Juice Vs. Whiteners: Which Is Worse For Your Smile?

We recently told you about the measurable but minimal enamel-weakening potential of tooth-whitening treatments that contain hydrogen peroxide. However, it pales in comparison to the daily damage done by your breakfast beverage.

According to a new University of Rochester study, orange juice causes much more harm to our enamel than even the strongest peroxide-based whitening treatments. Using a new kind of microscope, researchers saw an 84% decrease in hardness and a significant increase in surface roughness in teeth exposed to orange juice. The lead researcher, Dr. YanFang Ren, even went so far as to say "the tooth is literally washed away."

This is the first time peroxide's erosion potential has been compared to acidic beverages; and while the results may be a relief to those who whiten, it's a wake-up call for fans of fruit juice and soft drinks.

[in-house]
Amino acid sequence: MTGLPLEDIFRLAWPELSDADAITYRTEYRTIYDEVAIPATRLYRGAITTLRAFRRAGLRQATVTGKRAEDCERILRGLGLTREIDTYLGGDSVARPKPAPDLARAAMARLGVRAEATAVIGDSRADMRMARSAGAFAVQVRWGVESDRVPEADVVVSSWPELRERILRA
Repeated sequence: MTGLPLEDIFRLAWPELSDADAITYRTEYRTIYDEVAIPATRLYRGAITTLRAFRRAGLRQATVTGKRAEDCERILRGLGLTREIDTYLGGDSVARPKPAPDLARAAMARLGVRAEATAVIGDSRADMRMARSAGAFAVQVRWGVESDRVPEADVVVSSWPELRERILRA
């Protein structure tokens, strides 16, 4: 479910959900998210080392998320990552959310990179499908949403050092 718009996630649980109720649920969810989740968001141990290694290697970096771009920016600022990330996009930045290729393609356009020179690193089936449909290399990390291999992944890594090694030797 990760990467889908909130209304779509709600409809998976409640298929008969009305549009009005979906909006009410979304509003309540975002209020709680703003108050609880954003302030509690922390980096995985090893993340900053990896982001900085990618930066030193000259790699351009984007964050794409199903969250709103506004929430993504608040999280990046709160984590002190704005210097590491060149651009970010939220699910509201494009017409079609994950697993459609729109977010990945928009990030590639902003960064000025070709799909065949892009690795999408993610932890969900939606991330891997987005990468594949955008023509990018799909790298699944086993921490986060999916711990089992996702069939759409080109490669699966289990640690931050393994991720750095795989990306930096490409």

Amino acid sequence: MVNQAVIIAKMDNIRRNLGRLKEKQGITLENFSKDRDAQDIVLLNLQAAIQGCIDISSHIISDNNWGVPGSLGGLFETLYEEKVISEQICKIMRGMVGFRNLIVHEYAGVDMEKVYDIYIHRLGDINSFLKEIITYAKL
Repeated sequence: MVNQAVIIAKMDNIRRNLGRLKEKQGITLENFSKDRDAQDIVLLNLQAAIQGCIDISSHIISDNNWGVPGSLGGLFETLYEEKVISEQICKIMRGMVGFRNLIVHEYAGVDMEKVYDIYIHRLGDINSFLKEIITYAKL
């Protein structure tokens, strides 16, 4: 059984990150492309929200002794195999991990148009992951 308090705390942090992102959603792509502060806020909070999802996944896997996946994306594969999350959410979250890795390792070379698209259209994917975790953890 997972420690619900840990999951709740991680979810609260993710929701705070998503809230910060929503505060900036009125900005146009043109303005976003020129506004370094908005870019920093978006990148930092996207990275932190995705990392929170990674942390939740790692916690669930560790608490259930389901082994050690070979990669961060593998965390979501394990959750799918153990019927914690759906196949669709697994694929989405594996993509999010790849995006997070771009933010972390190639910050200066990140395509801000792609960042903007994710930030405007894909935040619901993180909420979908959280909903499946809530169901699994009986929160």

“It's potentially a very serious problem for people who drink sodas and fruit juices daily,” Dr. Ren warned in the Journal of Dentistry. “We do not yet have an effective tool to avert the erosive effects, although there are early indications that higher levels of fluoride may help slow down the erosion.”

Whether you whiten or drink lots of acidic beverages-and especially if you do both-it's important maintain proper hygiene, including the use of fluoride toothpaste at least twice a day. You may also want to ask your dentist about yearly fluoride treatments to ensure extra protection.